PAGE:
By Sharleen Pratt, Master Gardener
Happy Thanksgiving! While we navigate through this pandemic, we hope that you will be able to enjoy some happy moments in a safe and healthy environment. The colours have been beautiful this year and I have marveled at the many different shades of red, orange, yellow and green that still exist in my small urban backyard.
Thanksgiving reminds me that it is time to plant garlic for next years’ harvest. Here is a ‘Fact Sheet’ that I have put together for those who might be interested in planting this very easy to grow root vegetable.
Garlic is part of the Onion Family (Alliaceae) and although there are hundreds of varieties, they all fall under two main categories; Hardneck and Softneck.
Hardneck have a long flowering stem called a scape which eventually develops tiny bulbils at its top end. They usually have a single row of cloves and tend to do best in colder climates. They peel easier than softneck but do not store as long. They last approximately 4 to 6 months.
Softnecks are best for warmer climates, will last 9 to 12 months and have more than one row of cloves in each head. They do not develop a flowering stalk or scape. Softneck garlic are the type that are used to make garlic braids.
Elephant Garlic (Allium ampeloprasum) is a type of leek that is grown like garlic, but is 6 to 7 times bigger and has a milder flavour.
Full sun and well-drained soil with infrequent watering.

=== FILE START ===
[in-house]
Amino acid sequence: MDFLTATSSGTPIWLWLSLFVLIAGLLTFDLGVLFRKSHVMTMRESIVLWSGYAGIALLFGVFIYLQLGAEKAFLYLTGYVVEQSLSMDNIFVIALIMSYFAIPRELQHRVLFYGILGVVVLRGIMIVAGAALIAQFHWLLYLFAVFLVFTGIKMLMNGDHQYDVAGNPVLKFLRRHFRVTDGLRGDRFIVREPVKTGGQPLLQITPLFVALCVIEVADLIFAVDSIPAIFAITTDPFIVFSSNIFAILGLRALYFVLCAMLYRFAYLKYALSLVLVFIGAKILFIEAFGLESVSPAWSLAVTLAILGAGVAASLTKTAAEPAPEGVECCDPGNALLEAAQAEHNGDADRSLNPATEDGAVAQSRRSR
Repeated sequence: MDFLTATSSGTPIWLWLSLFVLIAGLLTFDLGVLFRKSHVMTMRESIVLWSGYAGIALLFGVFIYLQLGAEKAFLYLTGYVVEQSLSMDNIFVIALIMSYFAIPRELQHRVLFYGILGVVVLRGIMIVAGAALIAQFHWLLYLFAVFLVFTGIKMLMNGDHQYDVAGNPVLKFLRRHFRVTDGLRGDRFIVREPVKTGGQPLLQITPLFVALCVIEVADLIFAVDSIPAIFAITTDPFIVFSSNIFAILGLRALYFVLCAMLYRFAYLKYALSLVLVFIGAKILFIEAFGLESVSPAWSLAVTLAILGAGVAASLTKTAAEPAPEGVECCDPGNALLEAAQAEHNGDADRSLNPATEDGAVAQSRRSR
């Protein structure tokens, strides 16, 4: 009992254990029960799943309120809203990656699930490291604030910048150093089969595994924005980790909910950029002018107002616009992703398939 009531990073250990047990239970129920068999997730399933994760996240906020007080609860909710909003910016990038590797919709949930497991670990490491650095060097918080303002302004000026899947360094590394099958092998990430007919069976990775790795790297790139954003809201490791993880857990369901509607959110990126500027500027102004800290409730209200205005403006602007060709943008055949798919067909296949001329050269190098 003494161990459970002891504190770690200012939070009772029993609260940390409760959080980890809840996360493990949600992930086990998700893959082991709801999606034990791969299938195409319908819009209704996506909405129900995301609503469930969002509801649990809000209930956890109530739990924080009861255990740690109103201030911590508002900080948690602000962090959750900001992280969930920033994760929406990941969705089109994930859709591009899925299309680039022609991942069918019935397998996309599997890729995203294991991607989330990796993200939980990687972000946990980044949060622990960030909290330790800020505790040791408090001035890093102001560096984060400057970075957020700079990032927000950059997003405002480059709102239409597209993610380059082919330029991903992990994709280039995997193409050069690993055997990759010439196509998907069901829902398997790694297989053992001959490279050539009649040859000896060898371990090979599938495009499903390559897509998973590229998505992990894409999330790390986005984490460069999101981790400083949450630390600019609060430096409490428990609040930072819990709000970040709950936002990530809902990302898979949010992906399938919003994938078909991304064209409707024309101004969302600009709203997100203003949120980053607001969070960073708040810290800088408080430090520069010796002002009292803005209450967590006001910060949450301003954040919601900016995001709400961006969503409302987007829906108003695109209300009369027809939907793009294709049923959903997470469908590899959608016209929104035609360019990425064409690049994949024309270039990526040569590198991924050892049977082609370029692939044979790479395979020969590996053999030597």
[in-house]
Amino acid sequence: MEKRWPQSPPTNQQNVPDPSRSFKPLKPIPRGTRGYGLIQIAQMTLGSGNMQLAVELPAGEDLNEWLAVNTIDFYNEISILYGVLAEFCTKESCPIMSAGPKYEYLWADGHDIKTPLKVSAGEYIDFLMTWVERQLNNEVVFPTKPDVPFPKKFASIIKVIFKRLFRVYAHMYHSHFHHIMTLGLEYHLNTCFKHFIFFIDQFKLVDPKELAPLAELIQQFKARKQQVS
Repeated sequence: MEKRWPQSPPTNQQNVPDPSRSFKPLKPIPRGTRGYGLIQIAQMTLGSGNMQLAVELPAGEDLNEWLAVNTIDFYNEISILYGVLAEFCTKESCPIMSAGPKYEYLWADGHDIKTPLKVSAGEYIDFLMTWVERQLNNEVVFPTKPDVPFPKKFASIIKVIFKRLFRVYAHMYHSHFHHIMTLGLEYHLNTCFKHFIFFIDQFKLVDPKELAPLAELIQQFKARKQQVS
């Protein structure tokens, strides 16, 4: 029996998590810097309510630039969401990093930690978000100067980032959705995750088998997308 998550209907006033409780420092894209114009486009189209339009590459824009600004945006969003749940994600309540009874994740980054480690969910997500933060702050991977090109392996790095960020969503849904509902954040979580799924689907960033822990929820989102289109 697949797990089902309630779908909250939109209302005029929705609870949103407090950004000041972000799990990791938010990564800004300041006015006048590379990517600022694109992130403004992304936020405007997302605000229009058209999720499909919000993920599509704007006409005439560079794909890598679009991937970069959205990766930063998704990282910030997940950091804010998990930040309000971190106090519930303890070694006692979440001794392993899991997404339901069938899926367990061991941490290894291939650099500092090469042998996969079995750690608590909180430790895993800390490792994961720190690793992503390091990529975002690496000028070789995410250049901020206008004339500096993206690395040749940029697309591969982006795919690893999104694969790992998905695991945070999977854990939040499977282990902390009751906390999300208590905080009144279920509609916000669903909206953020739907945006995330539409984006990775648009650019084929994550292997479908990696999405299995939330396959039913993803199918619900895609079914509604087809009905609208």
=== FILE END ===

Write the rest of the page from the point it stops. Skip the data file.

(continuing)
WHEN TO PLANT:
In the Peterborough area, October is the best month to plant your garlic. It can be done in early spring but you will produce a larger harvest if done in the previous Fall. Do not use garlic from your local grocery store as it may not be the best variety for your region and it’s often treated with an anti-sprouting chemical to inhibit growth. I purchase my garlic from my local nursery or Farmer’s Market and I also use my own garlic that was harvested in early August.
HOW TO PLANT:
Separate the inner cloves but do not remove the papery covering. Plant the largest cloves with the pointy end up. Space cloves five to six inches apart and two to three inches deep. You can mulch with straw, but I always mulch the garlic bed with shredded leaves which will be plentiful in the next couple of weeks.
I have never had any garlic concerns; however, my daughter did deal with the leek moth this year. Adult moths lay their eggs and the hatched larvae tunnel into the leaves. She was able to keep it under control by going out each morning and removing the leaves that were encasing the larvae. If you have the space, it is always best to rotate your garlic each year.
Garlic produces a garlic scape which appear on hardneck varieties, usually in June. They look a little like green onions that spiral and have a small bulbil at the end (which looks like a small hat). They should be cut once you see the spiral or they will become tougher the longer you leave them. Cut it at the base where it comes out of the stalk. Chop them up and fry with a little olive oil or they can be made into garlic scape pesto. It is wise to remove the scapes even if you don’t plan on eating them. This allows the energy to go back into growing the underground bulb.
You will know your plant is ready to harvest when two to three sets of the bottom leaves have died or turned yellow. Do not leave them too long as the bulb will begin to split. Gently pull out the bulbs with a garden fork.
Garlic needs to be dried. Gently remove the dirt and trim the dangling white roots to approximately 1 cm. I tie my garlic together in bunches and hang it in my shed to dry for two weeks. Keep it out of direct sunlight and ensure it doesn’t get wet.
Once dried, clean gently. Trim the long stalk off and store in a cool dry area. Garlic does not like to be refrigerated. You could also store them in empty egg cartons.
If you would like to learn more about growing garlic, read this extensive article from the Ontario Ministry.